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I need an introduction to Floer theory that's suitable for perhaps a beginning math grad student or a 2nd year physics grad student. The wiki article is sufficiently over my head that it reads as "bar" "bar" "bar". Editor, please improve the tags.

The reason this comes up is that an answer to a problem on unitary matrices and Hilbert space bases was answered with a reference to Floer theory.

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up vote 3 down vote accepted

To my knowledge, the best graduate level introduction to Floer theory is this (new) book:

Michèle Audin et Mihai Damian, Théorie de Morse et homologie de Floer

I hope the linguistic barrier isn't too big an obstacle but I don't think an introduction this wide and with this level of details exists in any other language. (I'm quite confident it will be translated, but when?).

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The reason I had asked this question is because a Floer theory proof was needed for a physics paper I was writing and I didn't want to include a proof I didn't understand. Eventually I gave up on the hope that someone would explain it to me and began reading the mathematics literature.

Those looking for a translation of the mathematics jargon into physics jargon (of the sort that every physics grad student is taught) might look at the paper I'm planning on submitting to Jour. Math. Phys., or perhaps Phys. Rev X. Section III, "Hamilton's Equations" is a translation of a short Floer theory proof that Sam Lisi gave in response to the question "Given two basis sets for a finite Hilbert space, does an unbiased vector exist?" For completeness, here's the current version:


An Hermitian matrix generates a 1-parameter subgroup of unitary matrices and any unitary matrix is an element of such a 1-parameter subgroup. Since we are translating the problem into classical mechanics we will use $t$ for the parameter. Thus:
$$U(t) = \exp(it\;H).$$ and the unitary matrix of interest is given by $U(1)$. Given an initial state $\vec{v}(0)$, the state at time $t$ is defined by a set of coupled ordinary differential equations:
$$\vec{v}(t) = U(t)\vec{v}(0) = \exp(it\;H)\vec{v}(0)$$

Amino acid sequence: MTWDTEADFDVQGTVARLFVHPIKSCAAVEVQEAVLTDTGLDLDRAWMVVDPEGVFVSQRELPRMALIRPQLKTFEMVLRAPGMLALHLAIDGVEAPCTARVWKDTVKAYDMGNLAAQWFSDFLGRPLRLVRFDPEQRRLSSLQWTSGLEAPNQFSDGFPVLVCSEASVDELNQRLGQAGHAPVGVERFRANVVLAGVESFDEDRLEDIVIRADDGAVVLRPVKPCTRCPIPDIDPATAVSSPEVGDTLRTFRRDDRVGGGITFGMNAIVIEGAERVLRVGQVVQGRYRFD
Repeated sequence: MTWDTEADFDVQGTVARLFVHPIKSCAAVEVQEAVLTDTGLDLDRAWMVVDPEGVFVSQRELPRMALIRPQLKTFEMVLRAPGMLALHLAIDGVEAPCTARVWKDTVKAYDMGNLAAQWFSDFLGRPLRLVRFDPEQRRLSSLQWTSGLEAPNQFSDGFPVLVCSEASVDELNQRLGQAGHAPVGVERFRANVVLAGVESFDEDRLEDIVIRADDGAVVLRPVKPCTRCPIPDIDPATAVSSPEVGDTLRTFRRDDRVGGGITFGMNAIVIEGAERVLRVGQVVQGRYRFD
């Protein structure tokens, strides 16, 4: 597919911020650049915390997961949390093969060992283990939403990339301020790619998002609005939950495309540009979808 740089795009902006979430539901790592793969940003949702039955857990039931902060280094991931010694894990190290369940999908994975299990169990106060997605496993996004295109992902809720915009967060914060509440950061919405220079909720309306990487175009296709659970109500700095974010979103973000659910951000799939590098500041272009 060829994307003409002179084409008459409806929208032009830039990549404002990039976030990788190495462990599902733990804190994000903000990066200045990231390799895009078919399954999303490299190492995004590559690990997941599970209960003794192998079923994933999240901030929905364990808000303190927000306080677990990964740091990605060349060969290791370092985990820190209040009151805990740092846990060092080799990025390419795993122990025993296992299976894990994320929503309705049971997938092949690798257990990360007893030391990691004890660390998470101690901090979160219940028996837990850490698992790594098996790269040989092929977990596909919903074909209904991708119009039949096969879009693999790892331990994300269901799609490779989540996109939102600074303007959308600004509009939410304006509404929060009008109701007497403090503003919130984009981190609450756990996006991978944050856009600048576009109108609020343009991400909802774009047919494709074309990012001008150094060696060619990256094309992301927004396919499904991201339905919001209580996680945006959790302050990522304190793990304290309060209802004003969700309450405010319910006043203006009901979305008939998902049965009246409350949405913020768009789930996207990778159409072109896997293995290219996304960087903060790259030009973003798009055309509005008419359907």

The 1-parameter subgroup (and therefore the unitary matrix) are fully defined by the relationship between $\vec{v}$ and $\dot{\vec{v}}$. In components:
$$\dot{v}_j = i\Sigma_k H_{jk}\;v_k.$$ Replace the complex variables with real and imaginary parts:
$$v_k = p_k + iq_k$$ $$H_{jk} = r_{jk}+is_{jk}$$ If these are compatible with a Hamiltonian $\mathbf{H}$, we have Hamilton's equations:
$$\dot{q}_j = +\partial \mathbf{H}/\partial p_j = \Sigma_k(+r_{jk}p_k-s_{jk}q_k),$$
$$\dot{p}_j = -\partial \mathbf{H}/\partial q_j = \Sigma_k(-r_{jk}q_k-s_{jk}p_k).$$
Compatibility requires that $s_{jk}=-s_{kj}$, which is true since $H$ is Hermitian. Integrating gives the Hamiltonian as: $$\mathbf{H} = \Sigma_{j\neq k}(r_{jk}(p_jp_k+q_jq_k)+s_{jk}p_kq_j)+\Sigma_{j}r_{jj}(p_j^2+q_j^2)/2.$$ This Hamiltonian, integrated for a period of time $t$, gives the unitary transformation $U(t)=\exp(iHt)$. Note that $\mathbf{H}$ is quadratic in momentum and position and so is a generalization of an harmonic oscillator.

Mathematicians study these Hamiltonians under the label "symplectic geometry." Here we give a brief and rough introduction to the mathematical language. Let $\{\hat{e}_j\}$ be a basis for the positions as a vector space. That is, given a position $\vec{q}=(q_1,q_2,...q_n)$, we treat the sum $\Sigma_j\hat{e}_jq_j$ as an element of a vector space. Similarly, let $\{\hat{f}_k\}$ be a basis for the momenta also with $n$ elements. Combining the two basis sets gives a basis for a $2n$-dimensional vector space $M$. Now define a bilinear map $\Omega$ on $M$ which acts on the basis sets as follows: $$\Omega(\hat{e}_j,\hat{e}_k)=\Omega(\hat{f}_j,\hat{f}_k)=0,$$ $$\Omega(\hat{e}_j,\hat{f}_k)=-\Omega(\hat{f}_k,\hat{e}_j)=\delta{jk}.$$ Without $\Omega$, $M$ is the usual "phase space" of the physicists but the mathematicians prefer to call the combination a "symplectic vector space."